Analysis Of William Shakespeare 's Macbeth

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William Shakespeare wrote Macbeth in the early 1600’s. Macbeth was written during a time of political unrest in the Jacobean era, political context is a strong theme of the play. It seems that politics have not changed much over the centuries. Although politicians may not be murdering each other for their chance at the throne, the majority are corrupt and committing felonies to get to and stay in a position of power. Political corruption today facilitates numerous criminal enterprises. Macbeth’s desire to be King led him to commit the heinous crime of murder. Macbeth shows that although hundreds of years have passed, political malfeasance remains unchanged today. Stewart and Williamson both portray Macbeth in the scene right before…show more content…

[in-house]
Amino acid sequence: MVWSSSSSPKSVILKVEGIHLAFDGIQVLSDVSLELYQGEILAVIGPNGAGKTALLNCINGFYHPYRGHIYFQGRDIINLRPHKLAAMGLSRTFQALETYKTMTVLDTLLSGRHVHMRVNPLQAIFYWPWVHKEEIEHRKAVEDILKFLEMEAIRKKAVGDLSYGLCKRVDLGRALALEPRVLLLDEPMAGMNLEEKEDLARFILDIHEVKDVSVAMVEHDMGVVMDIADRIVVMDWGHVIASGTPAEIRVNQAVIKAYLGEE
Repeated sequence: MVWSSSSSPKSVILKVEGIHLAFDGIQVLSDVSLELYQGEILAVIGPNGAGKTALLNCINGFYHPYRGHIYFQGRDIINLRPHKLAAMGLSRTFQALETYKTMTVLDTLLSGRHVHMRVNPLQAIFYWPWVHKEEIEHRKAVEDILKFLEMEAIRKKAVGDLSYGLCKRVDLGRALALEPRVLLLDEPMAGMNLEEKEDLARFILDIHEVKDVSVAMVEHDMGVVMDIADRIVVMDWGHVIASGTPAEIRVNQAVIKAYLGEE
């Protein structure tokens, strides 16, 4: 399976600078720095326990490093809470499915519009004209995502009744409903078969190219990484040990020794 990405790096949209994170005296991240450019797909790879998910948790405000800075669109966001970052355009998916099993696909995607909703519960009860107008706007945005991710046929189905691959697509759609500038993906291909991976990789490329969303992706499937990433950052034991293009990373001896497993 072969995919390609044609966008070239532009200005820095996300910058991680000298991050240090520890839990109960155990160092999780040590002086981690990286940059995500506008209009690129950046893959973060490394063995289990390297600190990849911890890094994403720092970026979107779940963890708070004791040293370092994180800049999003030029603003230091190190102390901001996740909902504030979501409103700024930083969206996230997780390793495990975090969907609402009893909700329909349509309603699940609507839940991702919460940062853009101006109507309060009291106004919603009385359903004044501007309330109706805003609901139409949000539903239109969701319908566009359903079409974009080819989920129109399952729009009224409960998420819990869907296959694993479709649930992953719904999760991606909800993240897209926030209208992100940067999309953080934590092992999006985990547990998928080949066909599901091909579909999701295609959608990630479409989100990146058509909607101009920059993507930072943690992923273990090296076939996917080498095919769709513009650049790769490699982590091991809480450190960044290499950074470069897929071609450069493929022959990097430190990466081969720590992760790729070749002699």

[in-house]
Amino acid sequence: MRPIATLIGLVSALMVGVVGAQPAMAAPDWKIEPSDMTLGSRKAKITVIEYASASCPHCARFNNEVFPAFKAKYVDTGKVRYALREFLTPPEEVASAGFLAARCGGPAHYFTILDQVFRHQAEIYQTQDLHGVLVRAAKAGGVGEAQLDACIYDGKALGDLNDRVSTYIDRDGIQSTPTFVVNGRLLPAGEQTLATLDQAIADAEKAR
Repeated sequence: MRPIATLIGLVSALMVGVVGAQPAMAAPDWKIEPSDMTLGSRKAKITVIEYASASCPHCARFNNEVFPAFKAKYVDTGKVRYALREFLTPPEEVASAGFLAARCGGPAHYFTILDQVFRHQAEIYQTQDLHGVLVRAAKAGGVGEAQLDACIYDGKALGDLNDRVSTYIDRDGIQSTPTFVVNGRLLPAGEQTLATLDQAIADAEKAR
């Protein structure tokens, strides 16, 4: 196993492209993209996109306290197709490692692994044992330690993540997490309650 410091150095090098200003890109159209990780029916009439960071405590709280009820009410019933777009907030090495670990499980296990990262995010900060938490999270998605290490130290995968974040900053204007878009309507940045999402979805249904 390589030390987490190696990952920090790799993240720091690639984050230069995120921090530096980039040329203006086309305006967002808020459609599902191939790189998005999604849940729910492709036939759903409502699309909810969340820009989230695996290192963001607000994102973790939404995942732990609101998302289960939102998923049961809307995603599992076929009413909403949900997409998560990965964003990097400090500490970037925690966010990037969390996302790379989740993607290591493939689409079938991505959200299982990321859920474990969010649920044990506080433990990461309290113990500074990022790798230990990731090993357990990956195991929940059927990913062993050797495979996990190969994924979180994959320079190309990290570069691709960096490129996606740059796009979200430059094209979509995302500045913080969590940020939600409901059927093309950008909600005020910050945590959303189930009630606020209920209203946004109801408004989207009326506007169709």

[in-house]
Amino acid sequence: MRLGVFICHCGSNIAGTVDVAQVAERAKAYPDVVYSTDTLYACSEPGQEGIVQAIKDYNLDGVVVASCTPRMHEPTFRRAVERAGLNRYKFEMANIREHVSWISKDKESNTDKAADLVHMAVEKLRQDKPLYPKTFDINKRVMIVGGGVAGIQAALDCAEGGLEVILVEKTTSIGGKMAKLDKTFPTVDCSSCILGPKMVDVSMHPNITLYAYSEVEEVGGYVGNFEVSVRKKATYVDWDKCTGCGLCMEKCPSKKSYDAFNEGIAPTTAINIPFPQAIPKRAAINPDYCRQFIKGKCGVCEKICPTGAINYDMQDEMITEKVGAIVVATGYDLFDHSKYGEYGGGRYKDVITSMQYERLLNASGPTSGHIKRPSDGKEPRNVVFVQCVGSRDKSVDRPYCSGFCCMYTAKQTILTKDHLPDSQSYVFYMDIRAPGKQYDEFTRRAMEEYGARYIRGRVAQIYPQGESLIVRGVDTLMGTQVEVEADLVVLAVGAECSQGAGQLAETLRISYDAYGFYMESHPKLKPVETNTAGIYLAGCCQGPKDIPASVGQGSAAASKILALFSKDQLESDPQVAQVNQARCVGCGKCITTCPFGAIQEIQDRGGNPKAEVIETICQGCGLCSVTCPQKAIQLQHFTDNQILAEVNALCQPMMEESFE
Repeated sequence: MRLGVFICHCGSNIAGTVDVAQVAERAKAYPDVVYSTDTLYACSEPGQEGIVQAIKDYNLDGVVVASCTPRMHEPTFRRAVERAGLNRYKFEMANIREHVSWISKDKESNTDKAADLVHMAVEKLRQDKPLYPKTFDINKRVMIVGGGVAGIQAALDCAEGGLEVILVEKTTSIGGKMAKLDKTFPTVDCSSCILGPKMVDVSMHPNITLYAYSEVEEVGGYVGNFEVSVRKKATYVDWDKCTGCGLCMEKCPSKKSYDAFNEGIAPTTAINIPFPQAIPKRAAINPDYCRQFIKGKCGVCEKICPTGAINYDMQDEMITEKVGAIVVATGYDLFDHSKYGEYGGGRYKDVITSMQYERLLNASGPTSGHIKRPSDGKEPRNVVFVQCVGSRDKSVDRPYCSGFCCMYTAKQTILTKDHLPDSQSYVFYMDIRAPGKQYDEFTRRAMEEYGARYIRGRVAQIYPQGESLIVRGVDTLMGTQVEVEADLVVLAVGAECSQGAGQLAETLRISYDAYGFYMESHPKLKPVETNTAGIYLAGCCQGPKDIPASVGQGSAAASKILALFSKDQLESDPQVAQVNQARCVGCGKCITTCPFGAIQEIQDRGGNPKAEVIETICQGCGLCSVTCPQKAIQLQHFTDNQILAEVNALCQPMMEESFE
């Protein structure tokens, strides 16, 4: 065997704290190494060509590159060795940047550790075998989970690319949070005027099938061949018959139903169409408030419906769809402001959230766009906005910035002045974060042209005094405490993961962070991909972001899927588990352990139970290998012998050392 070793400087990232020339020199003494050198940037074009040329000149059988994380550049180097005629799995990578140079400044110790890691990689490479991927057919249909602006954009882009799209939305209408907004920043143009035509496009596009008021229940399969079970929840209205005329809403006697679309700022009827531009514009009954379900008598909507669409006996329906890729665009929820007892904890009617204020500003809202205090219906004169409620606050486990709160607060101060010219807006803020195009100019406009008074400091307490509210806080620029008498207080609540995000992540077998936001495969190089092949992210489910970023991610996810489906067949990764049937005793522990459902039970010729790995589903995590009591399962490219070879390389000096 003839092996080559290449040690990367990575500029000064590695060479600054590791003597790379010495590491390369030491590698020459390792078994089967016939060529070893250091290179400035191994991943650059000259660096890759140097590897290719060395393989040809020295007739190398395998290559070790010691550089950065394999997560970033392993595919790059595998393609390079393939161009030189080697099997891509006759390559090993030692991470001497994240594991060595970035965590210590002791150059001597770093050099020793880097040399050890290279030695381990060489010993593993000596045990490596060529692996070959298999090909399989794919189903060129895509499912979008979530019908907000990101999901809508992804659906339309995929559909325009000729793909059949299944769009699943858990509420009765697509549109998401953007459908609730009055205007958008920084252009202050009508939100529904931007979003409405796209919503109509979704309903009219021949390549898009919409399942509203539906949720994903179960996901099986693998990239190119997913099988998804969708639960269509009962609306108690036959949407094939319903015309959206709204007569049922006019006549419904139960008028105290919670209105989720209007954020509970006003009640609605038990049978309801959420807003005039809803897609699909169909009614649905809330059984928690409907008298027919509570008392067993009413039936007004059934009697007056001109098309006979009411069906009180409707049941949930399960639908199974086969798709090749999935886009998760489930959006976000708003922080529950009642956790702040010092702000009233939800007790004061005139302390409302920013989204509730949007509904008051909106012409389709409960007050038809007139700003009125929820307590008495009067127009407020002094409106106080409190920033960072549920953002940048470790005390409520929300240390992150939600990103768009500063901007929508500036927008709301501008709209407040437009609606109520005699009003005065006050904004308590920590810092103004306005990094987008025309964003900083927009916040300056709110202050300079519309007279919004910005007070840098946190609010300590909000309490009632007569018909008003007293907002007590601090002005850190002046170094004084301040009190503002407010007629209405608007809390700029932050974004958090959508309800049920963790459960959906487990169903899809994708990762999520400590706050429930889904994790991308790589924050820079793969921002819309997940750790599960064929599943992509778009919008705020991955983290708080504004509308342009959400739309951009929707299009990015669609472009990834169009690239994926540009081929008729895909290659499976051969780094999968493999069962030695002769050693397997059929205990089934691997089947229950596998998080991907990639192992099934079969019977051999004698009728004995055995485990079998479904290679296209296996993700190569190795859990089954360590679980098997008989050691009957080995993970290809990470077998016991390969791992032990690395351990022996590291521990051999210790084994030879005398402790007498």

The tone of his voice is mostly monotone with a few exceptions, but it did not fluctuate much with his lines. Without the music, Stewart’s performance would likely have left me rather unengaged. Stewart’s facial expressions when reciting his lines is one of the only interesting parts of his performance, he included a howl which was not something Williamson incorporated in his performance. Overall Stewart’s performance felt rather bland. In Nicol Williamson’s rendition of Macbeth, music is only heard in the last few seconds of the video as the camera turns from him and into the mysterious foggy opening he walks into. Williamson’s performance kept me interested and eager to see more. Williamson’s quivering whisper and almost panting like breathiness gives the performance a creepy vibe which helped make his character as Macbeth gone mad feel more believable. Williamson’s voice ranges in volume which helps bring life to the character. His eyes are open wide and crazy looking which accurately depicts Macbeth’s mental instability. Overall, Williamson’s eerie depiction of Macbeth evoked more emotion from me than Stewart’s performance which felt generic at times. The music that played during Stewart’s performance did help enhance his scene. Although, I feel music would have added to the sinister element in Williamson’s performance, it was unnecessary because his acting was on point and he was able to create an eerie feeling without music. The set and lighting for
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